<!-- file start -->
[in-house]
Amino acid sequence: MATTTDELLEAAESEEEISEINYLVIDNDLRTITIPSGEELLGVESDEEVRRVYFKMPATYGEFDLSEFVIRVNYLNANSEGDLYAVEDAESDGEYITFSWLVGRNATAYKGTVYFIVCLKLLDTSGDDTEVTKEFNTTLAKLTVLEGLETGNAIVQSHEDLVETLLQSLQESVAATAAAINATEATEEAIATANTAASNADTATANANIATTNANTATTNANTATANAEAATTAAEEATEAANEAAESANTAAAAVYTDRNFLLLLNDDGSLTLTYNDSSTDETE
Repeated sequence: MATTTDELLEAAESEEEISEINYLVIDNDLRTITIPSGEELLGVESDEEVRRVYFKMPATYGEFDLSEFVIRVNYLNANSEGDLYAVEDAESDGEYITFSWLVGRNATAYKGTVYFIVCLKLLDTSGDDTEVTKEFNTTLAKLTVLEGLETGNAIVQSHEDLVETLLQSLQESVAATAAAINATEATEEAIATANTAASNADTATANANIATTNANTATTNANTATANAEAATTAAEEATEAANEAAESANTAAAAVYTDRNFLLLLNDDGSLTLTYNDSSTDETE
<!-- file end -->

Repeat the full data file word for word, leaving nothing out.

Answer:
[in-house]
Amino acid sequence: MATTTDELLEAAESEEEISEINYLVIDNDLRTITIPSGEELLGVESDEEVRRVYFKMPATYGEFDLSEFVIRVNYLNANSEGDLYAVEDAESDGEYITFSWLVGRNATAYKGTVYFIVCLKLLDTSGDDTEVTKEFNTTLAKLTVLEGLETGNAIVQSHEDLVETLLQSLQESVAATAAAINATEATEEAIATANTAASNADTATANANIATTNANTATTNANTATANAEAATTAAEEATEAANEAAESANTAAAAVYTDRNFLLLLNDDGSLTLTYNDSSTDETE
Repeated sequence: MATTTDELLEAAESEEEISEINYLVIDNDLRTITIPSGEELLGVESDEEVRRVYFKMPATYGEFDLSEFVIRVNYLNANSEGDLYAVEDAESDGEYITFSWLVGRNATAYKGTVYFIVCLKLLDTSGDDTEVTKEFNTTLAKLTVLEGLETGNAIVQSHEDLVETLLQSLQESVAATAAAINATEATEEAIATANTAASNADTATANANIATTNANTATTNANTATANAEAATTAAEEATEAANEAAESANTAAAAVYTDRNFLLLLNDDGSLTLTYNDSSTDETE